Temperate Forests

By Cameron and Riley

Where are temperate forests located?

Forests dominate 1/3 of our Earth. Temperate forests can be located in China, Japan, New Zealand, Spain, South Africa, Chile, Marquis, Andes, Alps, and the Himalayas.
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Temperate Deciduous Forest

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Abiotic Factors

Temperate forests have important abiotic factors such as rocks, soil, air (oxygen), sunlight, water (snow, rain, humidity). The pH of the soil influences the trees and plants living in a forest as well, the pH level in the temperate forest is a 6 which is neutral, yet ideal. Temperature affects temperate forests as well, if temperatures are not maintained, a forest will not live. Forests must have sufficient sunlight to grow and obtain photosynthesis. Without rainfall in the temperate forest, trees could not grow and it would simply be a grassland! The rainfall is plentiful, raining about 30 to 50 inches per year. Fallen leaves and twigs from trees help add nutrients to the top soil of the forest.

Biotic Factors

Biotic factors such as broad-winged hawks, cardinals, snowy owls, and pileated woodpeckers and mammals such as white-tailed deer, raccoons,opossums, porcupines and red foxes. These animals are professionals in adapting to the changing seasons of the forest.

Temperate Forest Food Web

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This food web of the temperate forests above clearly displays the producers, primary consumers, secondary consumers, and tertiary. The producers are the trees, fungi, soil, and flowers, while the consumers are the deer, rodents, birds, and insects. Then, the small predators of those consumers are the foxes, owls, birds, and skunks, and then finally the largest predators, the cougar and bears.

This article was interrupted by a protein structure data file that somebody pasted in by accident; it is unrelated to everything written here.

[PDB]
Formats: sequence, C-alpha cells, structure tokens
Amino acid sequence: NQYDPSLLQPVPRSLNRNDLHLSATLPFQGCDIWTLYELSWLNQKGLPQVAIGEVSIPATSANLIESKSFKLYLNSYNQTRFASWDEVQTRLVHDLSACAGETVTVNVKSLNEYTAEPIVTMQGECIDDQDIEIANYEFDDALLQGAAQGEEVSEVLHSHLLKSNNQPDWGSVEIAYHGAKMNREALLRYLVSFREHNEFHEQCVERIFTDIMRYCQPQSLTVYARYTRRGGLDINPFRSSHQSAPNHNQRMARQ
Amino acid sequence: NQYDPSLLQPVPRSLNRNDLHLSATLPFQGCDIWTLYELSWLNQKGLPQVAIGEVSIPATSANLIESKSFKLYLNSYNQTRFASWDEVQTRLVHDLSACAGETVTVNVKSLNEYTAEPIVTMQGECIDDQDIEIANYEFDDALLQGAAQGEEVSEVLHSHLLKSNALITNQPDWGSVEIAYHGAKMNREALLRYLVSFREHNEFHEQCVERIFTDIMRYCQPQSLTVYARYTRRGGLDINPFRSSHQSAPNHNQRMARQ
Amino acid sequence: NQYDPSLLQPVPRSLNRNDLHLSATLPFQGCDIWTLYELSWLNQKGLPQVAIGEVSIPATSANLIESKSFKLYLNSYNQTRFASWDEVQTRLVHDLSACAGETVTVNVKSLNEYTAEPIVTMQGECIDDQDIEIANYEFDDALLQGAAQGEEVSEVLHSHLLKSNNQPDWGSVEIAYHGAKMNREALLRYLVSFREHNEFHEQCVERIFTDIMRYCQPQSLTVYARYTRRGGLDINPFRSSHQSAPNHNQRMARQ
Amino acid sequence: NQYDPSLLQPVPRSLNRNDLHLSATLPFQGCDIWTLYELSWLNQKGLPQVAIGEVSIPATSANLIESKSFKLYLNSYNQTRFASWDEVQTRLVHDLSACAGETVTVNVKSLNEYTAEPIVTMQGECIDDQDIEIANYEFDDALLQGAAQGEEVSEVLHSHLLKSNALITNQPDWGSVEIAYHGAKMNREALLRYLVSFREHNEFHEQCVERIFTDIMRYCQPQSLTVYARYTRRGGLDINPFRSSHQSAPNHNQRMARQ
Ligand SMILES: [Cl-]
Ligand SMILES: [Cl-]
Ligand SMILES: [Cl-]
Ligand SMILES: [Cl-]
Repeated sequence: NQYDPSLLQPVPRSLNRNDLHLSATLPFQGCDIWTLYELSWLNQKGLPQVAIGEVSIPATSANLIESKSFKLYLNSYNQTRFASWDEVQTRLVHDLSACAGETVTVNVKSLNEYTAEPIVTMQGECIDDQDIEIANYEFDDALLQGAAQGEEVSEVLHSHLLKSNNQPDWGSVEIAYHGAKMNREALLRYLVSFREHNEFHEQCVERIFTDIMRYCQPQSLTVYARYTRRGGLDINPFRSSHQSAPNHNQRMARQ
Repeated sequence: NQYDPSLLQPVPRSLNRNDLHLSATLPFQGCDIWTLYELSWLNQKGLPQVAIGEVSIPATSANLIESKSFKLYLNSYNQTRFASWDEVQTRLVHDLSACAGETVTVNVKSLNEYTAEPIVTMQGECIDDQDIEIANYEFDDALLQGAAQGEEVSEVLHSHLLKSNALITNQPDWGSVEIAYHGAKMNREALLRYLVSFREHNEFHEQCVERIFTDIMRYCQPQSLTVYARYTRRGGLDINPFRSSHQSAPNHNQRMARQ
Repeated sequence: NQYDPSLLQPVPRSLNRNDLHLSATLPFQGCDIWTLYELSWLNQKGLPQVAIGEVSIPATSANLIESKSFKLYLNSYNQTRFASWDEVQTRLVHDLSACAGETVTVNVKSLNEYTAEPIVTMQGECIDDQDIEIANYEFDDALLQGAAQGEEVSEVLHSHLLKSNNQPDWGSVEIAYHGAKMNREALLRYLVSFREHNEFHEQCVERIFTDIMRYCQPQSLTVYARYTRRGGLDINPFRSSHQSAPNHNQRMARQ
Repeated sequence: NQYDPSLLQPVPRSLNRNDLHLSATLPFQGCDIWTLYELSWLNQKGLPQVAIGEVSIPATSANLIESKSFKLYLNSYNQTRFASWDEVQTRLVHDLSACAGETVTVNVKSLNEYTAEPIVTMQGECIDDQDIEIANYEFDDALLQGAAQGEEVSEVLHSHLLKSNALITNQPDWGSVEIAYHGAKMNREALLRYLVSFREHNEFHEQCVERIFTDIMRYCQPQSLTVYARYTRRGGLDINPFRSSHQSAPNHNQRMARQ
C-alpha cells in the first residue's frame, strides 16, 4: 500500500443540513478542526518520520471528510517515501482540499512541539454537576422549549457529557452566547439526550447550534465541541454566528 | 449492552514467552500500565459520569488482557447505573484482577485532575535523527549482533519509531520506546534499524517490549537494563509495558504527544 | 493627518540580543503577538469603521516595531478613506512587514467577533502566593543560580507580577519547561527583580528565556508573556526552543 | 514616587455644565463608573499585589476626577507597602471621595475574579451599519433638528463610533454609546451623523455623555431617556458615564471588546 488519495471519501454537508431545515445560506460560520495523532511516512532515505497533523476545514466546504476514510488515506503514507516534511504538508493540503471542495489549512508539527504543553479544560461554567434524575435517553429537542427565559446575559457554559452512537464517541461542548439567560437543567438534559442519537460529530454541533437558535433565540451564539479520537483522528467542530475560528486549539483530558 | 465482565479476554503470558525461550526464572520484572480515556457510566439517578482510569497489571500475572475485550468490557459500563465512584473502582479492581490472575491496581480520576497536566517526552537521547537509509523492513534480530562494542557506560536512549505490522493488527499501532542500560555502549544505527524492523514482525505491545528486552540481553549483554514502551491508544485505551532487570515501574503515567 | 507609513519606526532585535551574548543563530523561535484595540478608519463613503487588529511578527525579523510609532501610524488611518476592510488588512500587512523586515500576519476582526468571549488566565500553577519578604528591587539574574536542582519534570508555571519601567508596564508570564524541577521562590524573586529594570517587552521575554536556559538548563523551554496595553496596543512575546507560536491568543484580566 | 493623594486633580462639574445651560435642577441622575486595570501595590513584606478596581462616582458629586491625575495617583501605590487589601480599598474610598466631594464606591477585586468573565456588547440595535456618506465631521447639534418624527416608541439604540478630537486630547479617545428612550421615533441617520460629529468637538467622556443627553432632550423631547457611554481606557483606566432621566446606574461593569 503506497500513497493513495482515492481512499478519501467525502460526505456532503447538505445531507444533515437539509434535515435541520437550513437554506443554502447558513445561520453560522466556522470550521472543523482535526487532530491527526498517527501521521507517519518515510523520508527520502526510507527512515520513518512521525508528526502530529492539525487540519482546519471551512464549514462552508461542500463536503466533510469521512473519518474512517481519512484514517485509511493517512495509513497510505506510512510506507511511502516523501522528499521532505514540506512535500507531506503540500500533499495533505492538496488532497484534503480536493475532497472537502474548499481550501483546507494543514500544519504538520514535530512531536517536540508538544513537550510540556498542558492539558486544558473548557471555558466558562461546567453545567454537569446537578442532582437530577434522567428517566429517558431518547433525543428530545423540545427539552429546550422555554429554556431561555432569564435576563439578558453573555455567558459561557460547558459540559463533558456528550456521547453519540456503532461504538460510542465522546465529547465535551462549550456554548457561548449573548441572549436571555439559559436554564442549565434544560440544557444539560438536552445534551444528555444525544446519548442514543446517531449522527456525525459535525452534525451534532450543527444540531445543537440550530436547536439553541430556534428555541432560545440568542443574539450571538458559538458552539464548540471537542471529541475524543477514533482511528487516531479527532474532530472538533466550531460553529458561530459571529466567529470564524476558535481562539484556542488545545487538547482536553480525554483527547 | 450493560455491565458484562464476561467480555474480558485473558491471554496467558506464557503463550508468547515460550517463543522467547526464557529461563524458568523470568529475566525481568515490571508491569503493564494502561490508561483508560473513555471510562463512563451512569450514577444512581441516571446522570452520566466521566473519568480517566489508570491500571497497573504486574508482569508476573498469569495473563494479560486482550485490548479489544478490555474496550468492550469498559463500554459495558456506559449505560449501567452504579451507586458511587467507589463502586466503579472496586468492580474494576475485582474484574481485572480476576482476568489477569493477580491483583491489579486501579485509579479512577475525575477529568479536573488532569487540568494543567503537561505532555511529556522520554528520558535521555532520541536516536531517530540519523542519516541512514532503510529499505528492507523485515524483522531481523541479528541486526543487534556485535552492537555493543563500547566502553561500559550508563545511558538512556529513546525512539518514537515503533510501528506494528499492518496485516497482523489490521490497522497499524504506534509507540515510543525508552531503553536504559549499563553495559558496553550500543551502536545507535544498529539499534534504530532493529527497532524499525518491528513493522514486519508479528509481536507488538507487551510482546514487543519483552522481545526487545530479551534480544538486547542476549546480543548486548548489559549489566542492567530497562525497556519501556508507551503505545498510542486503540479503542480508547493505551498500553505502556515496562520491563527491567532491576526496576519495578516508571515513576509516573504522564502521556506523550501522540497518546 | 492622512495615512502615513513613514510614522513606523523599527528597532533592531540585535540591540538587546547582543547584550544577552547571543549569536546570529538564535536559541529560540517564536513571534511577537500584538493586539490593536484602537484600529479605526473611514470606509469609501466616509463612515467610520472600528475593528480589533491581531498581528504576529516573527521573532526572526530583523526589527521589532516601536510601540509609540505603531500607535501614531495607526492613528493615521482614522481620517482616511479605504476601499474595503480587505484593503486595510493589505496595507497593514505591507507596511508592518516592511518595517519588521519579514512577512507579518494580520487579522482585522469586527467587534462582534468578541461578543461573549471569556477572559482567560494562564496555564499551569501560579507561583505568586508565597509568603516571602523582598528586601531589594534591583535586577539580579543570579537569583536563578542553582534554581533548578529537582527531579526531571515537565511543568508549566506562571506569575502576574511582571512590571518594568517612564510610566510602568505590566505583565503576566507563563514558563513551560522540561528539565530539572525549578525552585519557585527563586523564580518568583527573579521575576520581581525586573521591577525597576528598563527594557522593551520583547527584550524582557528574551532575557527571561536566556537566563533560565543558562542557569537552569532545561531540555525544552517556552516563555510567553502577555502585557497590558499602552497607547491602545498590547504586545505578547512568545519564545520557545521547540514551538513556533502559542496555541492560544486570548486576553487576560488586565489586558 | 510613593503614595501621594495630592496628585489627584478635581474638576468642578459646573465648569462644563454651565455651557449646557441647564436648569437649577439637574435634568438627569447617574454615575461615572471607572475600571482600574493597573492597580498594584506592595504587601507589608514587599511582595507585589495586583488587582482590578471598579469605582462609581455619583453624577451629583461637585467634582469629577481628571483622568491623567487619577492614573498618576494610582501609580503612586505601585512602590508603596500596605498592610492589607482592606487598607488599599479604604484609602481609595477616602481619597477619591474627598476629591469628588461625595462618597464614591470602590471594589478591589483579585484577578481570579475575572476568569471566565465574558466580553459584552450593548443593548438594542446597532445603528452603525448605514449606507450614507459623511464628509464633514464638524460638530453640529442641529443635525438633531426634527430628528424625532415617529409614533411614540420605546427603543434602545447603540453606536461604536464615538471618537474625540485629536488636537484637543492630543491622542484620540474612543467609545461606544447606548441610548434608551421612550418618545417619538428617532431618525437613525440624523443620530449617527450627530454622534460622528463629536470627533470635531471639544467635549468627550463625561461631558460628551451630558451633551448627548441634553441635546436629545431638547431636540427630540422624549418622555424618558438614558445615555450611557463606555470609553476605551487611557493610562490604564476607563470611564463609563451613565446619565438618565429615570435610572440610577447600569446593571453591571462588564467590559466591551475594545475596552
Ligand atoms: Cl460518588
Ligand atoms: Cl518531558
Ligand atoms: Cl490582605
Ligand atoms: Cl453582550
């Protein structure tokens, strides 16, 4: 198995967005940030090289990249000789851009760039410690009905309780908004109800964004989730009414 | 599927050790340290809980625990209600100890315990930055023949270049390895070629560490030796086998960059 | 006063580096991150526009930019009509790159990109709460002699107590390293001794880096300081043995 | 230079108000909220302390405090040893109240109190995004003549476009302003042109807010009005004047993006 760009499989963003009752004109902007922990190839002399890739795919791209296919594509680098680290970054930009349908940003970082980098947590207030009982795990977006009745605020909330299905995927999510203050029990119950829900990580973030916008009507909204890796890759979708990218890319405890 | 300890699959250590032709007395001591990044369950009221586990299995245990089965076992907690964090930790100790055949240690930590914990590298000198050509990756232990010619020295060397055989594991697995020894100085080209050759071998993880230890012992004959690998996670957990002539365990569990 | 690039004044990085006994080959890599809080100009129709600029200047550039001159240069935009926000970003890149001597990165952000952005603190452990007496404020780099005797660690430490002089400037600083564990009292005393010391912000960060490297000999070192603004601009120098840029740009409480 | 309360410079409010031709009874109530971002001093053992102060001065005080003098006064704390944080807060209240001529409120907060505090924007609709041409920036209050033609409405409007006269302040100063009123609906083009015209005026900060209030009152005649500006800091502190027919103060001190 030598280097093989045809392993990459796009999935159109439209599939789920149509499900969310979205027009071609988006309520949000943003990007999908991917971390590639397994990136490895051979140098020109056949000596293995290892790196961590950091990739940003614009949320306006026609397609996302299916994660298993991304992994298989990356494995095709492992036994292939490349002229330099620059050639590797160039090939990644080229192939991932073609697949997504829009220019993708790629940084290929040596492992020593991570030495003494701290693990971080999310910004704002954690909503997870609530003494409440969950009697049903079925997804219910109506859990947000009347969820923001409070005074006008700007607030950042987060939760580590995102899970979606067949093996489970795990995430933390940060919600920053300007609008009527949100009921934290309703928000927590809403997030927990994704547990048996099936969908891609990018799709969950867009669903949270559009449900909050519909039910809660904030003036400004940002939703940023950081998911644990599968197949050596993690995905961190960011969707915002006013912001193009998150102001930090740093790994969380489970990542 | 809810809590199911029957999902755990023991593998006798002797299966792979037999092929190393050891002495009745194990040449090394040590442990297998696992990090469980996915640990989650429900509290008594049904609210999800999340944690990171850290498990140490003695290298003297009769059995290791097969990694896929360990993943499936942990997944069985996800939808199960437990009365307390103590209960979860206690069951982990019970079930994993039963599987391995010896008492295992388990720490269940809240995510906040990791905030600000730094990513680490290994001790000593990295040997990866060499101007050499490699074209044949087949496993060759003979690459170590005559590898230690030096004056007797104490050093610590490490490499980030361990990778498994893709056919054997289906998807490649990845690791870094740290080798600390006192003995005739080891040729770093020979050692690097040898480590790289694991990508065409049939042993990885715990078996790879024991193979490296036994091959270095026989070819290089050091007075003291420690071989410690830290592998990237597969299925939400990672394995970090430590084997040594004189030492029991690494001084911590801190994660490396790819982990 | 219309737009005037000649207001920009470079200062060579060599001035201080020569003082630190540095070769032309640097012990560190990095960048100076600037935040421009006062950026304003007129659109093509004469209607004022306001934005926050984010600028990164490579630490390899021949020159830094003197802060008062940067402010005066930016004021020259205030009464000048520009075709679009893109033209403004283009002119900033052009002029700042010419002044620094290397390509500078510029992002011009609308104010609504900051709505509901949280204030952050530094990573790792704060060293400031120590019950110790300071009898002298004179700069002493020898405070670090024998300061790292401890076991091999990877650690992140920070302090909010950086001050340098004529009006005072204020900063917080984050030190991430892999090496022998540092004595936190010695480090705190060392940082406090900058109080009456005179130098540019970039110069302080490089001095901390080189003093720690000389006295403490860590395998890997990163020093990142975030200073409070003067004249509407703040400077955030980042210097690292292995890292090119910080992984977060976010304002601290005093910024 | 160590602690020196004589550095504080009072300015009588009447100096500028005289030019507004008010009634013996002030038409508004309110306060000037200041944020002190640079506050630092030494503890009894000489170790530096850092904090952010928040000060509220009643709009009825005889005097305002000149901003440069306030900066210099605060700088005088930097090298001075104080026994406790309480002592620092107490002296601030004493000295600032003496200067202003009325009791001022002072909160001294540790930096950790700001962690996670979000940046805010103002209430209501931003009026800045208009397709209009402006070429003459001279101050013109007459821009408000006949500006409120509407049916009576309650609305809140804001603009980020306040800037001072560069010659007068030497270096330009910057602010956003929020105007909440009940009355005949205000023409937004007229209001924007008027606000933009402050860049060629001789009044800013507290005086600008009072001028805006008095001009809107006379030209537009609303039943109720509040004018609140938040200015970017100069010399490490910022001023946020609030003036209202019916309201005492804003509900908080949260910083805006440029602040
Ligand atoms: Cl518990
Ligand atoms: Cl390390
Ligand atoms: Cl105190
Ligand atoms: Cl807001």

What is the dominant vegetation found in temperate forests?

The temperate forest has two layers of vegetation. The soil gets more light than a tropical forest because of the less trees and more light reaching the ground. Ferns, mosses, and lichens are rich in growth. Plants and fruits grow mostly during Spring when the trees have not fully formed yet. The big main trees located in this biome are beeches, sycamores, oaks, aspens, walnut trees, lime trees, chestnut trees, birches, and (only in America) tulip trees!
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What organism adaptations have evolved for survival in this biome?

Harsh winters provide little food supply for organisms in the Temperate forests. Bears and mice tend to burrow themselves to lower their metabolism and sleep during the cold season. Frogs produce a large quality of glucose to prevent their organs from freezing. A lot of organisms in the forest have the ability to become camouflage and blend in with the surrounding environment for survival. The stomach area of squirrels are lighter than their backs which lets them blend in with trees and ground as the sun reaches it. Some squirrels have brown fur during the summer and lighter fur during the winter.

Plant Adaptations

The deciduous trees in the temperate forests have thin, broad, light-weight leaves that can capture a lot of sunlight. This allows them to make food by photosynthesis. New leaves grow in the spring, after the trees drop their leaves when the weather starts getting cold to lessen their water loss before the snow weighs them down. Temperate forest trees also have thick bark to protect against cold during the winter seasons.

Quick Video about the Temperate Forest

The Temperate Deciduous Forest

Works Cited

"Adaptations to A Temperate Deciduous Forest Biome." Temperate Deciduous Forest Biomes. N.p., n.d. Web. 16 May 2016.

"Temperate Forests." WWF Conserves Our Planet, Habitats, & Species like the Panda & Tiger. N.p., n.d. Web. 16 May 2016.

"Climate:." Temperate Rainforest. N.p., n.d. Web. 16 May 2016.

"The Forest Biome." The Forest Biome. N.p., n.d. Web. 16 May 2016.

"Temperate Forests." WWF Conserves Our Planet, Habitats, & Species like the Panda & Tiger. N.p., n.d. Web. 16 May 2016.